“Jens Lekman? He’s so two years ago.” The dismissive response I heard at a party a few nights before still stung my ears as I entered the eerily half-empty Wonder Ballroom. I am a big fan of the Swedish singer, still swooning over a magical solo performance of “Pocketful of Money” from DC’s Black Cat (see video below) from a few years back. True, Lekman has not released a new album since 2007’s Night Falls Over Kortedala, but does something have to be current or brand new to retain relevance?
A mostly female band had accompanied Lekman at the few previous shows I had attended, so to see a stripped down ensemble of bass, violin, drums and Viktor Sjoberg twiddling on the prerecorded panel was something new. But Lekman appeared pale, perching himself on a chair. He was sick, claiming to have almost canceled the show but it being Portland and a Saturday night kept him from doing so (he would later go on to contract swine flu). Unfortunately, he would have to play seated. He introduced the first song as one about “destroying all the bullshit and the lies so we can move on.” He then began Kortedala’s “I’m Leaving You Because I Don’t Love You” which then segued into “The Opposite of Hallelujah.”
If he had not announced his illness, it would have been impossible to tell something ailed Lekman. True, he sat for most of the set, but his voice seemed fine and his trademark goofy smile played across his face. When he announced the “old classic” “Black Cab,” the crowd shouted and sang along. “Your Arms Around Me” was appropriately sweet with its syrupy strings section and even had the audience harmonize with him on “Kanske Ar Jag Kar I Dig.”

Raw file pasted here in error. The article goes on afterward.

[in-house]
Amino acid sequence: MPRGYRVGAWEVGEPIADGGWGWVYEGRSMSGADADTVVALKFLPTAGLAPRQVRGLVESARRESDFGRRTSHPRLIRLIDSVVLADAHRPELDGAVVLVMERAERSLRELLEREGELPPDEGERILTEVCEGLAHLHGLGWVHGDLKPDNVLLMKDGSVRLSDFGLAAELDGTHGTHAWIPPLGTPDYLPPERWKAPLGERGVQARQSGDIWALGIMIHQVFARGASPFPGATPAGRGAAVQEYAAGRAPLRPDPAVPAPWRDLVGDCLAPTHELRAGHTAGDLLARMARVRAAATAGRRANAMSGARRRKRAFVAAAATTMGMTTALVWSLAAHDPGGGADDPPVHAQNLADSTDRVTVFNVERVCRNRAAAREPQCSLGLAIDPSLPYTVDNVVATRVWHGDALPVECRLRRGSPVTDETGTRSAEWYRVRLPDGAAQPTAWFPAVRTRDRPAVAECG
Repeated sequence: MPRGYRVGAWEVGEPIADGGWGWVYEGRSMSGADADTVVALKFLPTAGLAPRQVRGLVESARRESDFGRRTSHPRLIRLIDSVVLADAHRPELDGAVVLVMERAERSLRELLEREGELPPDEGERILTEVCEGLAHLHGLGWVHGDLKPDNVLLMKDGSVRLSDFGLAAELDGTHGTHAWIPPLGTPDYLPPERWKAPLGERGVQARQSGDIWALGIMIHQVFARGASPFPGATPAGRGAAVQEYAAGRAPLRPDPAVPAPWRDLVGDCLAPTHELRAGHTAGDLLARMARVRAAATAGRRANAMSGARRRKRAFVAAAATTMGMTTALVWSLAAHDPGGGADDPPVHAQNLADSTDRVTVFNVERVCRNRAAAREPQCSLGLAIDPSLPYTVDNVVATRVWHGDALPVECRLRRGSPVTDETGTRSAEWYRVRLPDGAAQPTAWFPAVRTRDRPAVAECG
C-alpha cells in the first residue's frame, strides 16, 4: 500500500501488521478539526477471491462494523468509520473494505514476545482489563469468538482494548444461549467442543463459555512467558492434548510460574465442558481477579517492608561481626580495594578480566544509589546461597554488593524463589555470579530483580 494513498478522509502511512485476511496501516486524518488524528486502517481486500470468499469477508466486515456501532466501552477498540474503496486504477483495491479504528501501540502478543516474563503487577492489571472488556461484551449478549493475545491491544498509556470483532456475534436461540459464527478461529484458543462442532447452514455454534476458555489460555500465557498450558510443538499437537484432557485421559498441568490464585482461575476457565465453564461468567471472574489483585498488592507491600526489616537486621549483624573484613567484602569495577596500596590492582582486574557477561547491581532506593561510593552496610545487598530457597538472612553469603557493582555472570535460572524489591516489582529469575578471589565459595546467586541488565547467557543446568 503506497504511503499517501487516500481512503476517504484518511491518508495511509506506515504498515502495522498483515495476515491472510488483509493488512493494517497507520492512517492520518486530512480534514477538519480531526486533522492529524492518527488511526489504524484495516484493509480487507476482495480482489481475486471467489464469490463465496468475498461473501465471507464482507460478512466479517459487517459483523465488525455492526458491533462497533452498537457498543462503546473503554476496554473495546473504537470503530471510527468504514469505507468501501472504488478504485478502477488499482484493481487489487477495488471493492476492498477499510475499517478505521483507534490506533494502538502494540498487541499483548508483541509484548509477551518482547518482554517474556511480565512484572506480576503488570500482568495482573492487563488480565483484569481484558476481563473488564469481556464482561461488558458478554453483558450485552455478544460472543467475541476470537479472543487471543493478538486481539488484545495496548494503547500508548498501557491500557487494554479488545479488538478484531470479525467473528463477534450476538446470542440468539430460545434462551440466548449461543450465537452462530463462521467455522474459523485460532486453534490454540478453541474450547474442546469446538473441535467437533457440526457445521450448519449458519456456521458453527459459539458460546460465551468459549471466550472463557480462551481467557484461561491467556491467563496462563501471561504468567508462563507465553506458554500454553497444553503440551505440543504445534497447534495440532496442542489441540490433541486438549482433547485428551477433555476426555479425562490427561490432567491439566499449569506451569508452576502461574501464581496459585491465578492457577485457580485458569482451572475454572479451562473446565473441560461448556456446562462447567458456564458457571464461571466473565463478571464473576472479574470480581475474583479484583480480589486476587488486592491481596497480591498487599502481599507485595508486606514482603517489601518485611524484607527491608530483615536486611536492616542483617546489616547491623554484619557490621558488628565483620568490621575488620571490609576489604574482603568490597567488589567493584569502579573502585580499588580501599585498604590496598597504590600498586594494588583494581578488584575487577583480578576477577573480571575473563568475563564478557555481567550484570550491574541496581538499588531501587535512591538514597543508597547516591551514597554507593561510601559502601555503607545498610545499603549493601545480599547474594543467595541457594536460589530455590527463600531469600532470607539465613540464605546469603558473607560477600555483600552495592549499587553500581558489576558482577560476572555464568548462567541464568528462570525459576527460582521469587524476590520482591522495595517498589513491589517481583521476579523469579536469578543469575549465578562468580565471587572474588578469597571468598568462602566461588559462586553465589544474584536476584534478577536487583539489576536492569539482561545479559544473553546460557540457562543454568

Besides the smaller band, not much differed from the shows I saw around Kortedala’s release. Lekman interspersed the same tale of indentured deception during “A Postcard to Nina,” though taking a moment to make a dig at California and Prop 8. As the performance wound to its conclusion, Lekman stood and began to dance. “I’m feeling a lot better now. Thanks for curing me.” He finished his first set with “Sipping on the Sweet Nectar.”
If I do have one complaint of a Jens Lekman show, it’s his use of prerecorded music. Maybe it’s a safety device or he thinks it fleshes out the songs, but I actually find his stuff more appealing when it’s organic. Call me a purist, and I don’t want to knock Sjoberg out of a job, but the moments without the prerecorded stuff just feel more genuine.
The band returned for a rousing rendition of the raucous “A Sweet Summer’s Night on Hammer Hill.” The chair had been cast to the side and Lekman fully integrated himself into the song’s swinging rhythm. After he announced he would do one more song “before I start coughing blood.” He explained he would have to kneel since the song is about the Queen of Sweden, someone he thought a goddess as a child but now an “old, conservative bitch.” He then did a solo rendition of “Silvia” from his first album When I Said I Wanted to Be Your Dog. Jens, you don’t need the prerecorded stuff. You play solo just fine! He then thanked us again for curing him, bowed and exited the stage for a much-deserved respite.
[Photos: Eduardo Rocha]